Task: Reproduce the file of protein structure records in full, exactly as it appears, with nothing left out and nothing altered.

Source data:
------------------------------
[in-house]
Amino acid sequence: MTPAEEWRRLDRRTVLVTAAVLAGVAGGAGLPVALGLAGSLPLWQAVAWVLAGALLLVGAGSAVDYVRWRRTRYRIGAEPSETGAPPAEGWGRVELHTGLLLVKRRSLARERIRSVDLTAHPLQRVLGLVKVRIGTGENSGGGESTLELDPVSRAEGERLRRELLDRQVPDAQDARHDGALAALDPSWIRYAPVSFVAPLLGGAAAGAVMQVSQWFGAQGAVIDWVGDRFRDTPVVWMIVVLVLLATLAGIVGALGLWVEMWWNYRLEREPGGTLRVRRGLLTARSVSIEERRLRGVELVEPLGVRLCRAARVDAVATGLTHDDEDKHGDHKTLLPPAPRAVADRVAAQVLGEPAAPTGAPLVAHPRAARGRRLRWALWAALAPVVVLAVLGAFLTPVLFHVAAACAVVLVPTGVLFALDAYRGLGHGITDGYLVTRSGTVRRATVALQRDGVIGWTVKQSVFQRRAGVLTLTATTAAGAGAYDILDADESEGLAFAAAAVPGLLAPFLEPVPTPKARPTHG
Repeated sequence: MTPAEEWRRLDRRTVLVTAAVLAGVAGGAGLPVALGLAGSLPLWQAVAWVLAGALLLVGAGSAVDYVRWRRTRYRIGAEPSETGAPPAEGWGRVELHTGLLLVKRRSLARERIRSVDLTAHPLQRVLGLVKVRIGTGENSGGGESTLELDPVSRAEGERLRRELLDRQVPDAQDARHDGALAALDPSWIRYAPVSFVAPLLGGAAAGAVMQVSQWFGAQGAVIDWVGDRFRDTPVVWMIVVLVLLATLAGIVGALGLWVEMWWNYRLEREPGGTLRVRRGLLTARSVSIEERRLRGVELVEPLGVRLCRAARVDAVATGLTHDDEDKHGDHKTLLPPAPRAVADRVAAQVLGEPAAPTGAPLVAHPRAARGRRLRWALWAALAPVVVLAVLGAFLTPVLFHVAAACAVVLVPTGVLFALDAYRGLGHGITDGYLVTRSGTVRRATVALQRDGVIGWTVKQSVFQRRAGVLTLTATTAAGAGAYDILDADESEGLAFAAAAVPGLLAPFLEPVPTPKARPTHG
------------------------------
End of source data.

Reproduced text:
[in-house]
Amino acid sequence: MTPAEEWRRLDRRTVLVTAAVLAGVAGGAGLPVALGLAGSLPLWQAVAWVLAGALLLVGAGSAVDYVRWRRTRYRIGAEPSETGAPPAEGWGRVELHTGLLLVKRRSLARERIRSVDLTAHPLQRVLGLVKVRIGTGENSGGGESTLELDPVSRAEGERLRRELLDRQVPDAQDARHDGALAALDPSWIRYAPVSFVAPLLGGAAAGAVMQVSQWFGAQGAVIDWVGDRFRDTPVVWMIVVLVLLATLAGIVGALGLWVEMWWNYRLEREPGGTLRVRRGLLTARSVSIEERRLRGVELVEPLGVRLCRAARVDAVATGLTHDDEDKHGDHKTLLPPAPRAVADRVAAQVLGEPAAPTGAPLVAHPRAARGRRLRWALWAALAPVVVLAVLGAFLTPVLFHVAAACAVVLVPTGVLFALDAYRGLGHGITDGYLVTRSGTVRRATVALQRDGVIGWTVKQSVFQRRAGVLTLTATTAAGAGAYDILDADESEGLAFAAAAVPGLLAPFLEPVPTPKARPTHG
Repeated sequence: MTPAEEWRRLDRRTVLVTAAVLAGVAGGAGLPVALGLAGSLPLWQAVAWVLAGALLLVGAGSAVDYVRWRRTRYRIGAEPSETGAPPAEGWGRVELHTGLLLVKRRSLARERIRSVDLTAHPLQRVLGLVKVRIGTGENSGGGESTLELDPVSRAEGERLRRELLDRQVPDAQDARHDGALAALDPSWIRYAPVSFVAPLLGGAAAGAVMQVSQWFGAQGAVIDWVGDRFRDTPVVWMIVVLVLLATLAGIVGALGLWVEMWWNYRLEREPGGTLRVRRGLLTARSVSIEERRLRGVELVEPLGVRLCRAARVDAVATGLTHDDEDKHGDHKTLLPPAPRAVADRVAAQVLGEPAAPTGAPLVAHPRAARGRRLRWALWAALAPVVVLAVLGAFLTPVLFHVAAACAVVLVPTGVLFALDAYRGLGHGITDGYLVTRSGTVRRATVALQRDGVIGWTVKQSVFQRRAGVLTLTATTAAGAGAYDILDADESEGLAFAAAAVPGLLAPFLEPVPTPKARPTHG